loam


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Related to loam: clay loam, silt loam

loam,

soil composed of sand, silt, clay, and organic matter in evenly mixed particles of various sizes. More fertile than sandy soils, loam is not stiff and tenacious like clay soils. Its porosity allows high moisture retention and air circulation. The popular confusion of loam with humushumus
, organic matter that has decayed to a relatively stable, amorphous state. It is an important biological constituent of fertile soil. Humus is formed by the decomposing action of soil microorganisms (e.g.
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 is probably due to the superior quality of both soils. According to the preponderance of their ingredients, loams are classified as sandy, clay, or silt loams. Most soils of agricultural importance are some type of loam.

Loam

 

a friable sandy and clayey sedimentary rock containing 10–30 percent (by weight) clay particles smaller than 0.005 mm. In soil science, loam with a higher clay content is called heavy loam, and that with less clay is called light loam. A distinction is made between coarse sandy, fine sandy, and silty loam, depending on the content of (1) sand grains of the corresponding size and (2) silty, or aleurite, particles.

The mineralogical composition of loam is varied: the more sandy loan has a high quartz content, whereas the more clayey type contains clay minerals, such as kaolinite, illite, and montmorillonite. Loam is sometimes rich in organic substances; in arid regions it may be rich in water-soluble salts. The origin of loam is usually continental; the corresponding ocean deposits are called sandy or aleurite clays. Loam is often used as a raw material for the production of brick.

loam

[lōm]
(geology)
Soil mixture of sand, silt, clay, and humus.
(metallurgy)
Molding material consisting of sand, silt, and clay used over backup material for producing massive castings, usually of iron or steel.

loam

In building construction, a mixture composed chiefly of moistened clay, sand, and silt, or some mixture including these ingredients. Once used as a mortar when combined with lime, or used as a plaster with the addition of chopped straw.

loam

1. rich soil consisting of a mixture of sand, clay, and decaying organic material
2. a paste of clay and sand used for making moulds in a foundry, plastering walls, etc.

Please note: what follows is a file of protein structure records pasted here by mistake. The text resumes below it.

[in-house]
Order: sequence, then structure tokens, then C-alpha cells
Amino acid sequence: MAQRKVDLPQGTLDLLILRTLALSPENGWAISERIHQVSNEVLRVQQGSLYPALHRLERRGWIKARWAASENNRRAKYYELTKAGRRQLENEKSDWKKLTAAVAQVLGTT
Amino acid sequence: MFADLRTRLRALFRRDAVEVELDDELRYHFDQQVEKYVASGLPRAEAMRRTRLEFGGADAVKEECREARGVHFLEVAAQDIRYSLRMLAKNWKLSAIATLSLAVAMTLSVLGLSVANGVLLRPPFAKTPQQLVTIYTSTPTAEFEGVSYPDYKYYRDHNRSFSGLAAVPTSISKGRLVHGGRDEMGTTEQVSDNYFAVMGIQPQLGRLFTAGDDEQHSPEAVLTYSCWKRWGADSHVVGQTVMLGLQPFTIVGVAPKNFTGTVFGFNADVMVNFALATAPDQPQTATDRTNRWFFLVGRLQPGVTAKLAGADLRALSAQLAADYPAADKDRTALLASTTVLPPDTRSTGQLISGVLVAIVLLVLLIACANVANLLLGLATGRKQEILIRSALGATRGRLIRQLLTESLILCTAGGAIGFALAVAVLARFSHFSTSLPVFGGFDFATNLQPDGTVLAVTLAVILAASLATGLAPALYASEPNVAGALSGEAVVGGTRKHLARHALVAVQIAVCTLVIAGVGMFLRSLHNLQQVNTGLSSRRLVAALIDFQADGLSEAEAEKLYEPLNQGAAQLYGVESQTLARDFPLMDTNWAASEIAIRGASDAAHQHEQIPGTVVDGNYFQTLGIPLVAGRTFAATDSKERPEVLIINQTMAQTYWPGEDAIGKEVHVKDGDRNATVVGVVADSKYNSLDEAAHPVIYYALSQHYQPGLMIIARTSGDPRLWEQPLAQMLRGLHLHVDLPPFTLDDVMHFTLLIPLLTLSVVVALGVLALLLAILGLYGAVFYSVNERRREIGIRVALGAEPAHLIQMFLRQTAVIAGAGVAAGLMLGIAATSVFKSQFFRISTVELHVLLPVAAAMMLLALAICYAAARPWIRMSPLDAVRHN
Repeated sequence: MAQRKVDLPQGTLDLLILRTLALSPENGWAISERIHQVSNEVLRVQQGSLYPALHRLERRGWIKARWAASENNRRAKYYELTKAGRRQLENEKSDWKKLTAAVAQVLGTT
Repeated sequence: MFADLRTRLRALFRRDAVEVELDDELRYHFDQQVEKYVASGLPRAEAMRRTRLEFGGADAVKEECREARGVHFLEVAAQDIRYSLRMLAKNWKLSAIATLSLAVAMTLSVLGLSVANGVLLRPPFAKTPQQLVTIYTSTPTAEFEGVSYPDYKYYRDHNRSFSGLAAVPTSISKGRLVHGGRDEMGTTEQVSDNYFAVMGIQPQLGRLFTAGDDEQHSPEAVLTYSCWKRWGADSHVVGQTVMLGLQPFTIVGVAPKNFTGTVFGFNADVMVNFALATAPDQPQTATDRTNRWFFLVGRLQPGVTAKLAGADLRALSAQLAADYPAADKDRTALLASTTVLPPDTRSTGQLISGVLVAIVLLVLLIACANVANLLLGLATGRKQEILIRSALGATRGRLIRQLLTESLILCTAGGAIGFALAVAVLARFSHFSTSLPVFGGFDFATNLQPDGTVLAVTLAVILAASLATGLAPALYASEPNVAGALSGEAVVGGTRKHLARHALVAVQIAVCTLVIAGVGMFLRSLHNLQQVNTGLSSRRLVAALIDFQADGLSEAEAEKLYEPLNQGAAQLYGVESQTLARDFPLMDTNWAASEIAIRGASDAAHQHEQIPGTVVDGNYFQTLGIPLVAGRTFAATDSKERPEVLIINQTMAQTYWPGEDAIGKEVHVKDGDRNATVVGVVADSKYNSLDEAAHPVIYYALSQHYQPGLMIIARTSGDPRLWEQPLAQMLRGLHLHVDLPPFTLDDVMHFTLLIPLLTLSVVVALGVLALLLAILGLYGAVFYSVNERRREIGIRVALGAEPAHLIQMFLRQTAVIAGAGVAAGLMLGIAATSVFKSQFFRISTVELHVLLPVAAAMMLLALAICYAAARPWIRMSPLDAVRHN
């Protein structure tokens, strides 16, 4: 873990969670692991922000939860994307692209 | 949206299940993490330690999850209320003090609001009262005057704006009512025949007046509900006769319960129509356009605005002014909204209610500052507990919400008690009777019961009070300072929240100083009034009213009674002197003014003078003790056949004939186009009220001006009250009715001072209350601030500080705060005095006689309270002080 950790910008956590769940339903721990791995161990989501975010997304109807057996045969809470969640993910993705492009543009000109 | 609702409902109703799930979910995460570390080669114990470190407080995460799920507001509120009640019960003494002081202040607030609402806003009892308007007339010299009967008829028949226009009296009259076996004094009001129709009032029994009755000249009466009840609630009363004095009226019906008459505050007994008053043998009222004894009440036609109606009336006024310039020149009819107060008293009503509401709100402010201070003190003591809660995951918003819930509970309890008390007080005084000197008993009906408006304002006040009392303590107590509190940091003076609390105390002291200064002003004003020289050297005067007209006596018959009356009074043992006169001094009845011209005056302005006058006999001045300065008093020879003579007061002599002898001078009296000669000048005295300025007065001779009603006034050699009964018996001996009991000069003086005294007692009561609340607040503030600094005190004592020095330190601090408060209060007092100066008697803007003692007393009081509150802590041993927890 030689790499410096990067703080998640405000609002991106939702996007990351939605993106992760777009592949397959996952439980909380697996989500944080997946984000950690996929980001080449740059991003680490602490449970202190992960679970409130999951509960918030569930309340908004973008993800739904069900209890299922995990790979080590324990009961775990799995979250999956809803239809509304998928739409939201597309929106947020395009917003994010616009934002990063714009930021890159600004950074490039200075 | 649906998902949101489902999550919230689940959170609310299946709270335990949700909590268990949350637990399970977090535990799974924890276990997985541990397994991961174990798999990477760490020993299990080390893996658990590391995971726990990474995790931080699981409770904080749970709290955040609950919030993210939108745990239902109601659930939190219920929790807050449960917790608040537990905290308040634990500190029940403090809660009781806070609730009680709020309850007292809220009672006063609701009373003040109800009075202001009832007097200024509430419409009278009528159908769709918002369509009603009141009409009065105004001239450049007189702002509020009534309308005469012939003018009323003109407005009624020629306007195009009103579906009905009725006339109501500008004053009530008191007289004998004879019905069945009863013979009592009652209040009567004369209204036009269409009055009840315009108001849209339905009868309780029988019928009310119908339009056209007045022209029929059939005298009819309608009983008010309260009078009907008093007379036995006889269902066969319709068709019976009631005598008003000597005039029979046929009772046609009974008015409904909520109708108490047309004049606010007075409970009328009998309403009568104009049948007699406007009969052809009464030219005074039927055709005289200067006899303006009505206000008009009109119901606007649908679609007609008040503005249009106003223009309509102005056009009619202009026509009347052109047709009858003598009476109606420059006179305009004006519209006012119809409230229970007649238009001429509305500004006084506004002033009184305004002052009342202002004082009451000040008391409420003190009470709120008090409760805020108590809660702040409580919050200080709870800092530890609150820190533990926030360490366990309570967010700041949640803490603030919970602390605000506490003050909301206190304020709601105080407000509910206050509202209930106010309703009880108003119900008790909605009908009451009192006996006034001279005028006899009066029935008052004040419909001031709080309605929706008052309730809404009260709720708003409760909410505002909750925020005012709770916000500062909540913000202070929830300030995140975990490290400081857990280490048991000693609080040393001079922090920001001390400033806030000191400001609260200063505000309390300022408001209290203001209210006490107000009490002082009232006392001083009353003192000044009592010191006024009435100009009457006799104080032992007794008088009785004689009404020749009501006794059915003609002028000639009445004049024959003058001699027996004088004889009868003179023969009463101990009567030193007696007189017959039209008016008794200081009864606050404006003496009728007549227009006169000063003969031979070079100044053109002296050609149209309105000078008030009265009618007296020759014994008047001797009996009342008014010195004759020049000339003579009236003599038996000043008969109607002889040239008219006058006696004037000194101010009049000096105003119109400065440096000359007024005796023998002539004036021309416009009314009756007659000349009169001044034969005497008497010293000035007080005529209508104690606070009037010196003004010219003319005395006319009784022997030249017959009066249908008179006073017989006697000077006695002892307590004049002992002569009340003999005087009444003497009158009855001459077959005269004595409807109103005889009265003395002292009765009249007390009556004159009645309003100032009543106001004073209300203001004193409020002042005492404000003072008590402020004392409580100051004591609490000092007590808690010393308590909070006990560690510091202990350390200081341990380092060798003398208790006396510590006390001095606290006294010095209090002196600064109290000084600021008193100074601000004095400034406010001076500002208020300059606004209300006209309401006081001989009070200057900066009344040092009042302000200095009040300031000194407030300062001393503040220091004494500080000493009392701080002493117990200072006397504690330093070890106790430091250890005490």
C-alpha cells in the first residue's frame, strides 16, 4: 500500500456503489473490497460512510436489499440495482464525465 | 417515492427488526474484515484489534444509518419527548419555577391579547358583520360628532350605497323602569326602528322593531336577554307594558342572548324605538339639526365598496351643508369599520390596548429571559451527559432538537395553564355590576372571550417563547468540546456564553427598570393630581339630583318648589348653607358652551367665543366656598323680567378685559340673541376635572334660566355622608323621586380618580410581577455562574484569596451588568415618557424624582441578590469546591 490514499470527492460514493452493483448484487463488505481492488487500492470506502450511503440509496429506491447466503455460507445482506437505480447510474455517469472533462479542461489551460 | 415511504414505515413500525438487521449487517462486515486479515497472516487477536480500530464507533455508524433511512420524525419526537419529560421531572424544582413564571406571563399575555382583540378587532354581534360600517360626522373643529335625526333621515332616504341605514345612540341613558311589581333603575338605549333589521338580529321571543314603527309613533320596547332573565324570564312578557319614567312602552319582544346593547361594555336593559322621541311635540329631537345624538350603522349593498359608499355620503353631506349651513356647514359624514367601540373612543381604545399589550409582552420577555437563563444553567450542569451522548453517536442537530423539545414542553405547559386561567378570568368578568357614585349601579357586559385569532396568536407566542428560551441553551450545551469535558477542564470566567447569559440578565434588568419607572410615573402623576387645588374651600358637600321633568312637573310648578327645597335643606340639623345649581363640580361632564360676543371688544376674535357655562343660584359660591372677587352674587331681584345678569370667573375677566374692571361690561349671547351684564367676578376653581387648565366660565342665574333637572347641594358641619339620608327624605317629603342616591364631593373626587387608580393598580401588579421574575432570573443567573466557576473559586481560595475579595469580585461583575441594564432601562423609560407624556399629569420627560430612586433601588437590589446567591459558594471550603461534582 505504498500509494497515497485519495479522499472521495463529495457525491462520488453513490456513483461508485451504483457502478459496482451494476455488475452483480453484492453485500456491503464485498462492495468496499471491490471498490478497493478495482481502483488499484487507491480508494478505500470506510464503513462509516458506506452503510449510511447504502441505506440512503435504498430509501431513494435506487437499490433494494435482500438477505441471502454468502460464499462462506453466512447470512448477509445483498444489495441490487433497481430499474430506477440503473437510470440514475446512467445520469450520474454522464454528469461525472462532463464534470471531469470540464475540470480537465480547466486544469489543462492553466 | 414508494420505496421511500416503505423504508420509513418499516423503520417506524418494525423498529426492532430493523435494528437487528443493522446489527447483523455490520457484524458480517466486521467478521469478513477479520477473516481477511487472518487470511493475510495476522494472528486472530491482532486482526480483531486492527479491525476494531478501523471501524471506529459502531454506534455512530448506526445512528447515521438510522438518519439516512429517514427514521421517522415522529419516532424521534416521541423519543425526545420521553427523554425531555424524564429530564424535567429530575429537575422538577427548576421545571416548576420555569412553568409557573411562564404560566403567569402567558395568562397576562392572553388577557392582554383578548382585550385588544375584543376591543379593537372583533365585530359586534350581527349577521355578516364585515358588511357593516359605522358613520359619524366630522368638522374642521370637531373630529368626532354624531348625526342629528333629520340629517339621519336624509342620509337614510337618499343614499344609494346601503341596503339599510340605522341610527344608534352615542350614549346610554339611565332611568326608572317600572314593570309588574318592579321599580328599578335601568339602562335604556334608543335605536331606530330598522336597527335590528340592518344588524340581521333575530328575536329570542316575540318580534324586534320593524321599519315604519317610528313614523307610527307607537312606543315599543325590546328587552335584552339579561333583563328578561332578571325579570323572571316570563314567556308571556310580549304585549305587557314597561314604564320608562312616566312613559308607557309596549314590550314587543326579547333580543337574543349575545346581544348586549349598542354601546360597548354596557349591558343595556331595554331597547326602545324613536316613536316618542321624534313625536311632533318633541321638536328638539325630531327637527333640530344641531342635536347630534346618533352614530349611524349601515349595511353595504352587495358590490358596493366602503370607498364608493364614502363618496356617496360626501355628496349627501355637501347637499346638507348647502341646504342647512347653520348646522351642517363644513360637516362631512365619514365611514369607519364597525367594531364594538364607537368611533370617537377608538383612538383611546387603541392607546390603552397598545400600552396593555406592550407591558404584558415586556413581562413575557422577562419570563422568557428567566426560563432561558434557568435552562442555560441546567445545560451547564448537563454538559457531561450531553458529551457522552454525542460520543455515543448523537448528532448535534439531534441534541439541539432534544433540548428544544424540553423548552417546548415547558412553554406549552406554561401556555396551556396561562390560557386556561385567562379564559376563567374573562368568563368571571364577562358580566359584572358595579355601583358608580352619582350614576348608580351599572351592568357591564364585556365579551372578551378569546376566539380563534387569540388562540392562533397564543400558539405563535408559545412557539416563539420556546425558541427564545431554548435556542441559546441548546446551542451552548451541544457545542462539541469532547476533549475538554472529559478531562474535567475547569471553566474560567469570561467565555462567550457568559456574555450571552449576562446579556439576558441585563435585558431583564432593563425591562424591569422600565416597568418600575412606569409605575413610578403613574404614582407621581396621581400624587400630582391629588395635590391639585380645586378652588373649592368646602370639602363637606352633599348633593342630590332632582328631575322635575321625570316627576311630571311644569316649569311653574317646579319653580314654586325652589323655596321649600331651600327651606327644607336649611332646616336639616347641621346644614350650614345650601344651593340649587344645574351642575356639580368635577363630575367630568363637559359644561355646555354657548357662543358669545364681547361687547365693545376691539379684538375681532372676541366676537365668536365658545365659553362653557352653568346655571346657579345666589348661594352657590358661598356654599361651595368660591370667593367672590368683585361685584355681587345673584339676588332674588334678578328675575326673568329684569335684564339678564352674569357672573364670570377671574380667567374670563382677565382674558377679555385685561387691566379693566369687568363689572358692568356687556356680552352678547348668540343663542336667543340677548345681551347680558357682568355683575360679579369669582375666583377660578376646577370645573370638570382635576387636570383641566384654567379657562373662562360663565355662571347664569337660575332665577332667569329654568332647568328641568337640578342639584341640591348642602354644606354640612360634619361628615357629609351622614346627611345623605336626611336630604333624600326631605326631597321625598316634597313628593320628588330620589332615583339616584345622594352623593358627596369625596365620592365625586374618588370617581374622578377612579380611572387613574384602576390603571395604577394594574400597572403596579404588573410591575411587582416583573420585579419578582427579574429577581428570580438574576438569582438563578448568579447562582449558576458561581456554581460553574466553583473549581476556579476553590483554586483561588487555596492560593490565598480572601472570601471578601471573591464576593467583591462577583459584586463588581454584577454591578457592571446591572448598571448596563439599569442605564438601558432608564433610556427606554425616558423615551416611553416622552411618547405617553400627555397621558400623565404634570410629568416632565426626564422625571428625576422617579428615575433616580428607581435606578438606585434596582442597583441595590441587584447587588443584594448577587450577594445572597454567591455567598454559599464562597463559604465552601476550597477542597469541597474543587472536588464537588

References in periodicals archive ?
The confidence regions were triangular-shaped and captured most data points but extended well past the areas of observed data, including sand, loamy sand, sandy loam soil textures, which are not known to support fracturing.
The lowest air-filled porosities were observed in the unamended sand and the 19:1 and 4:1 loam mixtures, which did not meet the lower limit for air-filled porosity (0.
1994), two range sites were identified: a sandy loam range site and a variant of a loamy range site (Table 1).
It was found that the TOC decreased sharply with increasing treatment time for loam, silty loam and silty-clay loam up to two days, then remained relatively constant at the longer treatment time intervals.
The increase in C and N concentrations in the order sandy loam < loam < sandy clay loam < clay loam < silty clay loam (Table 6) was consistent with previous reports of a strong relationship between stabilisation of OC and clay content (Hassink 1997; Kogel-Knabner et al.
The outcomes indicated that use of sulfur and urease (agrotain) coated urea can reduce 50% of the ammonia volatilization losses from sandy loam acidic soils (Junejo, 2009a).
loam, experiments were conducted to study the effect of time of autoclaving on the compressive strength.
The 1:250 000 scale soil map (New Zealand Soil Bureau 1954) of the study area classifies the entire 60-ha project area (2000m by 300 m) as well-drained Kawhatau silt loam (Table 2).
Runoff from the bare clay loam slope contained virtually all the pathogens present in the manure, but runoff from vegetated clay loam slope had only 0.
The furnace either produced ingot sows (for the forging operation and rolling and slitting mill) or was tapped into a ladle to pour castings in buried loam molds.
Compared with bean plants grown drugfree, those planted in sandy loam soil containing an antibiotic were shorter, weighed less, produced smaller yields of beans, fixed less soil nitrogen, and picked up fewer nutrients from their environment.
We addressed the first question in two pinyon habitats: an area composed of cinder soils low in moisture and nutrients, and a nearby sandy loam site higher in nutrients, and a nearby sandy loam site higher in nutrients and moisture (Mopper et al.